Europe’s Travel Recovery Has Been Obstructed by Airlines’ Failure to Prepare

By | July 13, 2022

Although the international travel scene in Europe initially appeared to be good at the start of 2022, the current state of air travel turmoil seen at many airports in Europe is likely to hamper the sector’s recovery, according to the leading data and analytics company GlobalData.

A (seemingly) unexpected tidal wave of consumer demand will continue to grow in 2022, with far too many unprepared airports and airlines around the world.

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The lack of staff and other logistical challenges has led to an almost continuous successive flight delays, such as multiple delays and cancellations, and ridiculously long lines and waiting times at airports. in the whole world.

But, Europe seems to be particularly bad. A few days ago, the Washington Post reported that the number of delays and cancellations in Europe was more than three times that of the US, some days as high as five times the amount.

“International departures from European countries are expected to reach 69% of 2019 figures by 2022, according to GlobalData forecasts,” said Hannah Free, Travel and Tourism Analyst at GlobalData. “While destinations are eager to receive visitors, supply will not be able to meet demand following severe staff shortages and industry disputes, which have coincided with a resurgence in international travel.”

In an attempt to prevent problems from accumulating during the busy summer travel season, many airlines have strategically reduced their planned flight schedules to take advantage of their limited workforce.


The entrance to Amsterdam Airport Schiphol.
The entrance to Amsterdam Airport Schiphol. (photo courtesy of VanderWolf-Images / iStock Editorial / Getty Images Plus)

“Airports like London Heathrow and Amsterdam’s Schiphol have been forced to ask airlines to reduce flights, while many carriers have to pre-emptively cull their schedules by the thousands, affecting millions of holidaymakers. , “said Free. “EasyJet has reportedly cut more than 11,000 flights from its summer schedule. Meanwhile, British Airways has now canceled 13% of its summer schedule, following a statement on July 6, 2022, that the company will eliminate another 10,300 short-haul flights by the end of October 2022.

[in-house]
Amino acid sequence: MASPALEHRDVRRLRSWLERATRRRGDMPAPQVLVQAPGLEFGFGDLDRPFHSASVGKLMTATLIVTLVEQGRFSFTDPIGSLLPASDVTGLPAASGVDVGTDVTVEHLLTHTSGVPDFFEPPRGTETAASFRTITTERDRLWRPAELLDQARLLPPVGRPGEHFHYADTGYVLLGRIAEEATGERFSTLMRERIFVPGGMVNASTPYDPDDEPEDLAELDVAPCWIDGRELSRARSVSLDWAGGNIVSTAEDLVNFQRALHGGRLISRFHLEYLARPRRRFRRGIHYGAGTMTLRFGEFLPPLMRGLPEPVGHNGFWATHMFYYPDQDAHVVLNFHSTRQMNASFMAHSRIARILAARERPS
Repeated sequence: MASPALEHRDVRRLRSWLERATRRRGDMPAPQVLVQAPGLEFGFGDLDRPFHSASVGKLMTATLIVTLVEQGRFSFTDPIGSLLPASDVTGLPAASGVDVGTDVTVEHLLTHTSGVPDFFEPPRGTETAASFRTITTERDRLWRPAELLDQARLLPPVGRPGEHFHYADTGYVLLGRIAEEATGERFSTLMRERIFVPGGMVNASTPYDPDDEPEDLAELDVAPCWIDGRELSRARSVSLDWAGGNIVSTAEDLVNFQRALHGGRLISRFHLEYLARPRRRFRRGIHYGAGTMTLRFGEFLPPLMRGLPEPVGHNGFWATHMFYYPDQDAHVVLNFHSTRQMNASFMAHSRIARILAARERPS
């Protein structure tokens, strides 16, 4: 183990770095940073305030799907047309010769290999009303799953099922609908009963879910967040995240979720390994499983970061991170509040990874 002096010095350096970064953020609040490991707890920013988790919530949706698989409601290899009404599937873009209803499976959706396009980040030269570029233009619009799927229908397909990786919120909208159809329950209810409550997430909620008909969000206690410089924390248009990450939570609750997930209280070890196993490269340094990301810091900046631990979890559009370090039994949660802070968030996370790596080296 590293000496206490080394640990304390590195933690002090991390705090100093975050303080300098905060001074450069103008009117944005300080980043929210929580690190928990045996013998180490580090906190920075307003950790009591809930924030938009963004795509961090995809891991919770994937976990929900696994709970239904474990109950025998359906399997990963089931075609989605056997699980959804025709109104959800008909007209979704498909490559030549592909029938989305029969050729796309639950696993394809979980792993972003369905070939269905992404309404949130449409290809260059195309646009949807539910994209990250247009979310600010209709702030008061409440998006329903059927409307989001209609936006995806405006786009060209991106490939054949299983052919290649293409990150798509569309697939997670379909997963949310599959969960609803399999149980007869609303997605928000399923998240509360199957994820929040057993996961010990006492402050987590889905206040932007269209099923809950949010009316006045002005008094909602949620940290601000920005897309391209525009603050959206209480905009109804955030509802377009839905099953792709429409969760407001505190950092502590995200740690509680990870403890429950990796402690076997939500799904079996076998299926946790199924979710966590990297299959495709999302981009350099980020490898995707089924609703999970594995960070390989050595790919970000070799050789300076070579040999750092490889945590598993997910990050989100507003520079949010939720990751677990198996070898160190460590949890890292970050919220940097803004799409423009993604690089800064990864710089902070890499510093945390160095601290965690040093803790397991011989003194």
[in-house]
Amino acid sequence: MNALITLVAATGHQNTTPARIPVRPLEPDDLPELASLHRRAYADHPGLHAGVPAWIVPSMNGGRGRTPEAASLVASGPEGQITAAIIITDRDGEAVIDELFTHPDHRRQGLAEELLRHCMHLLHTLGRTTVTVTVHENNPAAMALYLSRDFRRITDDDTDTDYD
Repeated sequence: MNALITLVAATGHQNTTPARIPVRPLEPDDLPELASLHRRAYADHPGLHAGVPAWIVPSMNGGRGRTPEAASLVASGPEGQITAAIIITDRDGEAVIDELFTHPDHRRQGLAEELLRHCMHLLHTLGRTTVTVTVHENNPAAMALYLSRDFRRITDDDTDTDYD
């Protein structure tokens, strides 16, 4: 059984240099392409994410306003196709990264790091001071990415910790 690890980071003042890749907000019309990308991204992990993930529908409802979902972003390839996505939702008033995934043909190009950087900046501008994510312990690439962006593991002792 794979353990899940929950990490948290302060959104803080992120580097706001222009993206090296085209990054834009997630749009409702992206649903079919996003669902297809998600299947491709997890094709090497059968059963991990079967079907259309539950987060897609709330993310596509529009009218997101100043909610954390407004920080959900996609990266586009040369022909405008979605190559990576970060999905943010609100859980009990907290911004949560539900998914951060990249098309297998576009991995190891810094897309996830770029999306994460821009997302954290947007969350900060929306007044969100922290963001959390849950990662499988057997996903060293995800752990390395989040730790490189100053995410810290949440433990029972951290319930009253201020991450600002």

Both of the airlines he mentioned cited their ongoing staff shortages as the reason for reducing their schedules. But, looking at British Airways hiring trends, GlobalData noted that the carrier failed to hire a sufficient number of employees to handle the summer resurgence in travel demand. In November 2021, British Airways announced its intention to increase its workforce by 15 per cent, equivalent to approximately 4,000 new additions, including pilots, cabin crew, ground staff and back-office workers.

Given, however, that the airline has reportedly cut approximately 10,000 jobs due to COVID-19, those efforts have been very short-lived. And, according to hiring trends data from GlobalData’s Job Analytics Database, British Airways didn’t increase the number of active job postings on its career pages until March 2022 at least. Too small, too late.


Graph of active British Airways job postings from July 2021 to July 2022.
Graph of active British Airways job postings from July 2021 to July 2022. (photo via GlobalData)

Free added, “Although this example looks specifically at British Airways, it should be emphasized that it is an industry-wide issue with massive staff shortages, following cuts during the pandemic, causing key issue for some airlines.The interconnected nature of the tourism ecosystem — which sees hotels, airlines, car rental firms, tour operators, cruise lines and others relying on each other while traveling — means that disruption issues at any point along this chain have the potential to negatively affect others. Unfortunately, prolonged financial difficulties for a number of industry players are the result of canceled flights. “

Aside from the lack of staff, many other factors have played a part in creating the current madness at European airports, including the Russia-Ukraine conflict and the resulting sanctions imposed against Russia, which led almost immediately to the issues. in the global supply chain. This, in turn, has contributed to record levels of economic inflation, which have caused a dramatic rise in the cost of living — all of which, taken together, would certainly hinder the recovery of international travel.


For the latest insight into travel around the world, check it out interactive guide.

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